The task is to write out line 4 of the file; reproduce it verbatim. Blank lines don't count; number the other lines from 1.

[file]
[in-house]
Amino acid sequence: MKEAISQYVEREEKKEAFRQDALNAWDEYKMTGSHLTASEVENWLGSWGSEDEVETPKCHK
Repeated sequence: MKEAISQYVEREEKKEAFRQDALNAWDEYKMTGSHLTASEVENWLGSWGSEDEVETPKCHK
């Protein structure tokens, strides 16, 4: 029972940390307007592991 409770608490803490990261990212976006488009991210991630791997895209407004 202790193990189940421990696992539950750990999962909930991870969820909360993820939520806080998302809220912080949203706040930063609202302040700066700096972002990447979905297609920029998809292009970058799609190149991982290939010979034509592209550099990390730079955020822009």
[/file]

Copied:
């Protein structure tokens, strides 16, 4: 029972940390307007592991 409770608490803490990261990212976006488009991210991630791997895209407004 202790193990189940421990696992539950750990999962909930991870969820909360993820939520806080998302809220912080949203706040930063609202302040700066700096972002990447979905297609920029998809292009970058799609190149991982290939010979034509592209550099990390730079955020822009």